"He was certainly unskilled in the knowledge of obsolete customs and expressions. His explanatory notes, therefore, are, generally speaking, the most controvertible of any; but no future editor
will discharge his duty to the public who shall omit a single sentence of this writer's masterly preface, or of his sound and tasteful characters of the text of Shakspeare."-DOUCE: Illust. of Shaksp., Preface.
"One of his most pleasing as well as most lar works, The Lives of the British Poets, which he executed with a degree of critical force and talent which has seldom been concentrated."-SIR WALTER SCOTT: Life of Samuel Johnson.
"Johnson decided literary questions like a lawyer, not like a legislator. He never examined foundations where a point was already ruled. His whole code of criticism rested on pure assumption, for which he sometimes quoted a precedent or authority, but rarely troubled himself to give a reason drawn from the nature of things."-LORD MACAULAY: Edin. Rev., Sept. 1831, and in his Essays.
It is the fate of those who toil at the lower employments of life to be rather driven by the fear of evil than attracted by the prospect of good; to be exposed to censure without hope of praise; to be disgraced by miscarriage, or punished for neglect, where success would have been without applause, and diligence without reward.
Among these unhappy mortals is the writer of dictionaries; whom mankind have considered not as the pupil, but the slave of science, the pioneer of literature, doomed only to remove rubbish and clear obstructions from the paths through which learning and genius press forward to conquest and glory, without bestowing a smile on the humble drudge that facilitates their progress. Every other author may aspire to praise; the lexicographer can only hope to escape reproach, and even this negative recompense has yet been granted to very
[We venture to inquire-Who have been more commended for their labours than lexicographers?-E.g.: Da Cange, Hickes, Raynouard, Somner, Suidas, Stephens, before Johnson, Adelung, Bopp, the Grimms, Latham, Littre, Passow, Roquefort, Todd, Webster, Worcester, since Johnson? To what, next to Boswell's pages, does Johnson himself owe most of his reputation? Undoubtedly to his Dictionary.-S. A. A.]
I have, notwithstanding this discouragement, attempted a dictionary of the English language, which, while it was employed in the cultivation of every species of literature, has itself been hitherto neglected; suffered to spread, under the direction of chance, into wild exuberance; resigned to the tyranny of time and fashion; and exposed to the corruptions of ignorance, and caprices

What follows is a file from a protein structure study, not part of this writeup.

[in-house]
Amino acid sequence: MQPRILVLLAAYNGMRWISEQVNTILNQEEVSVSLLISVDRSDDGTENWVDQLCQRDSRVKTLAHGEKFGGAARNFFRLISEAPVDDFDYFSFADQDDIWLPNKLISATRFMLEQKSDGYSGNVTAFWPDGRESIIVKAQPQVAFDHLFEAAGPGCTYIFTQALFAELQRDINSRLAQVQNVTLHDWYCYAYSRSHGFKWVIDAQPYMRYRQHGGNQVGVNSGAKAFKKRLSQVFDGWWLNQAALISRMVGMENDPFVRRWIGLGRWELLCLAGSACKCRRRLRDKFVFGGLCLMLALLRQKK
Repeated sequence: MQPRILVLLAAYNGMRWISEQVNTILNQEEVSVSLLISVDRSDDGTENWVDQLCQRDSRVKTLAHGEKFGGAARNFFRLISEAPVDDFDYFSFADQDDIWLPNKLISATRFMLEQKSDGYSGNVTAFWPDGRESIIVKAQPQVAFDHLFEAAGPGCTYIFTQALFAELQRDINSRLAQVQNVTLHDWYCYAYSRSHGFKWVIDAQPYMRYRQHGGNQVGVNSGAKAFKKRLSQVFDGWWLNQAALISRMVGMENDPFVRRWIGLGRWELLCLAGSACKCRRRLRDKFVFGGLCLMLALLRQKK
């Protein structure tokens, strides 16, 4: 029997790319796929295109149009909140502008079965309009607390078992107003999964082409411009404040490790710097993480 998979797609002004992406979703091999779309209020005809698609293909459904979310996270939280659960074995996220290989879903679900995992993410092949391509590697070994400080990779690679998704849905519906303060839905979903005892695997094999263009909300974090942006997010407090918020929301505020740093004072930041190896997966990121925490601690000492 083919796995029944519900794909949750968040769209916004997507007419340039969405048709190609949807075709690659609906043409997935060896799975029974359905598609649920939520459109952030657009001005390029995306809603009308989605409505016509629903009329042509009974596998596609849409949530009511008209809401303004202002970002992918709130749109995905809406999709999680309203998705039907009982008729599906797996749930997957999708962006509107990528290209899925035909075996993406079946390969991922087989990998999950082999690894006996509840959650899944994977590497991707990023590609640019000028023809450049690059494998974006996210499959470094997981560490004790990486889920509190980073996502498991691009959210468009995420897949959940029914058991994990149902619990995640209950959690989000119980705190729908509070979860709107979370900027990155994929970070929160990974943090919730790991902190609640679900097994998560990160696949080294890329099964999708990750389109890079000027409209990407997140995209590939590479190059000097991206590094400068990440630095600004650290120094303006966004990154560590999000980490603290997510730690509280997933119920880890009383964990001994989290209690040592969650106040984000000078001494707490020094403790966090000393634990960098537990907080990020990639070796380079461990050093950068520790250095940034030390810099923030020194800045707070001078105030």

No book was ever turned from one language into another without imparting something of its native idiom; this is the most
mischievous and comprehensive innovation : single words may enter by thousands, and the fabric of the tongue continue the same; but new phraseology changes much at once; it alters not the single stones of the building, but the order of the columns. If an academy should be established for the cultivation of our style-which I, who can never wish to see dependence multiplied, hope the spirit of English liberty will hinder or destroy-let them, instead of compiling grammars and dictionaries, endeavour, with all their influence, to stop the license of translators, whose idleness and ignorance, if it be suffered to proceed, will reduce us to babble a dialect of France.
If the changes that we fear be thus irresistible, what remains but to acquiesce with silence, as in the other insurmountable distresses of humanity. It remains that we retard what we cannot repel, that we palliate what we cannot cure. Life may be lengthened by care, though death cannot be ultimately defeated; tongues, like gov ernments, have a natural tendency to degeneration: we have long preserved our constitution, let us make some struggles for our language.
In hope of giving longevity to that which its own nature forbids to be immortal, I have devoted this book, the labour of years, to the honour of my country, that we may no longer yield the palm of philology, without a contest. to the nations of the continent. The chief glory of every people arises from its authors: whether I shall add anything by my own writings to the reputation of English literature must be left to time: much of my life has been lost by the pressure of disease; much has been trifled away; much has always been spent in provision for the day that was passing over me; but I shall not think my employment useless or ignoble, if by my assistance, foreign nations and distant ages gain access to the propagators of knowledge, and understand the teachers of truth; if my labours afford light to the repositories of science, and add celebrity to Bacon, to Hooker, to Milton, and to Boyle.
When I am animated by this wish, I look with pleasure on my book, however defective, and deliver it to the world with the spirit of a man that has endeavoured well. That it will immediately become popular, I have not promised to myself: a few wild blunders and risible absurdities, from which no work of such multiplicity was ever free, may for a time furnish folly with laughter, and harden ignorance into contempt; but useful diligence will at last prevail, and there never can be wanting some who distinguish desert, who will consider that no dictionary of a living tongue ever can be